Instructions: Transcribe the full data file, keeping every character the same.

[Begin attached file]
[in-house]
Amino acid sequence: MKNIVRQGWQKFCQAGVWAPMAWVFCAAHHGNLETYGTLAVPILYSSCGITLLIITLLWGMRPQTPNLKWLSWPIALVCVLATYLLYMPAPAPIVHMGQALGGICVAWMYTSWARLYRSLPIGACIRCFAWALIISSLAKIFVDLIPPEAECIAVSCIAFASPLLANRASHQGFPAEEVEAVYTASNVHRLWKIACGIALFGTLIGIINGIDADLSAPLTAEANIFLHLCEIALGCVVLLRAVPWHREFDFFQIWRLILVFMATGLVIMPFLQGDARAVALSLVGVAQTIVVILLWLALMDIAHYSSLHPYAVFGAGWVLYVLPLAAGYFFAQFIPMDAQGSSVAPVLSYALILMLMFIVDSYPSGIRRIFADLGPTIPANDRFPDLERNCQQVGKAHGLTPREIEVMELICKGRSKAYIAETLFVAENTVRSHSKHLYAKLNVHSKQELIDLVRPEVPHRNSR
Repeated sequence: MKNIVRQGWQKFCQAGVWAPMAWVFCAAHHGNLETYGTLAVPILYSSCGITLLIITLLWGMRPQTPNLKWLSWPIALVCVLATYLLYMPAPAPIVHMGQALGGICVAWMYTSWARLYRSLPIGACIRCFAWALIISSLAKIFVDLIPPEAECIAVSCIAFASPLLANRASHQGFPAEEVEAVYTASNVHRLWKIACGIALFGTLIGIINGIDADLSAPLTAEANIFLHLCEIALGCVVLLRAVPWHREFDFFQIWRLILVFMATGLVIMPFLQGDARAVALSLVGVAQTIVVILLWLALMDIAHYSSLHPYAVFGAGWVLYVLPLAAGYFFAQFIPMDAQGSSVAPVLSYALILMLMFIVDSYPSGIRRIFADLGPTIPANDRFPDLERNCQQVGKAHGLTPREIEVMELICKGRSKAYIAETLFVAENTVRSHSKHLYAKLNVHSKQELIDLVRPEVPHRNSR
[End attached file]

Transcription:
[in-house]
Amino acid sequence: MKNIVRQGWQKFCQAGVWAPMAWVFCAAHHGNLETYGTLAVPILYSSCGITLLIITLLWGMRPQTPNLKWLSWPIALVCVLATYLLYMPAPAPIVHMGQALGGICVAWMYTSWARLYRSLPIGACIRCFAWALIISSLAKIFVDLIPPEAECIAVSCIAFASPLLANRASHQGFPAEEVEAVYTASNVHRLWKIACGIALFGTLIGIINGIDADLSAPLTAEANIFLHLCEIALGCVVLLRAVPWHREFDFFQIWRLILVFMATGLVIMPFLQGDARAVALSLVGVAQTIVVILLWLALMDIAHYSSLHPYAVFGAGWVLYVLPLAAGYFFAQFIPMDAQGSSVAPVLSYALILMLMFIVDSYPSGIRRIFADLGPTIPANDRFPDLERNCQQVGKAHGLTPREIEVMELICKGRSKAYIAETLFVAENTVRSHSKHLYAKLNVHSKQELIDLVRPEVPHRNSR
Repeated sequence: MKNIVRQGWQKFCQAGVWAPMAWVFCAAHHGNLETYGTLAVPILYSSCGITLLIITLLWGMRPQTPNLKWLSWPIALVCVLATYLLYMPAPAPIVHMGQALGGICVAWMYTSWARLYRSLPIGACIRCFAWALIISSLAKIFVDLIPPEAECIAVSCIAFASPLLANRASHQGFPAEEVEAVYTASNVHRLWKIACGIALFGTLIGIINGIDADLSAPLTAEANIFLHLCEIALGCVVLLRAVPWHREFDFFQIWRLILVFMATGLVIMPFLQGDARAVALSLVGVAQTIVVILLWLALMDIAHYSSLHPYAVFGAGWVLYVLPLAAGYFFAQFIPMDAQGSSVAPVLSYALILMLMFIVDSYPSGIRRIFADLGPTIPANDRFPDLERNCQQVGKAHGLTPREIEVMELICKGRSKAYIAETLFVAENTVRSHSKHLYAKLNVHSKQELIDLVRPEVPHRNSR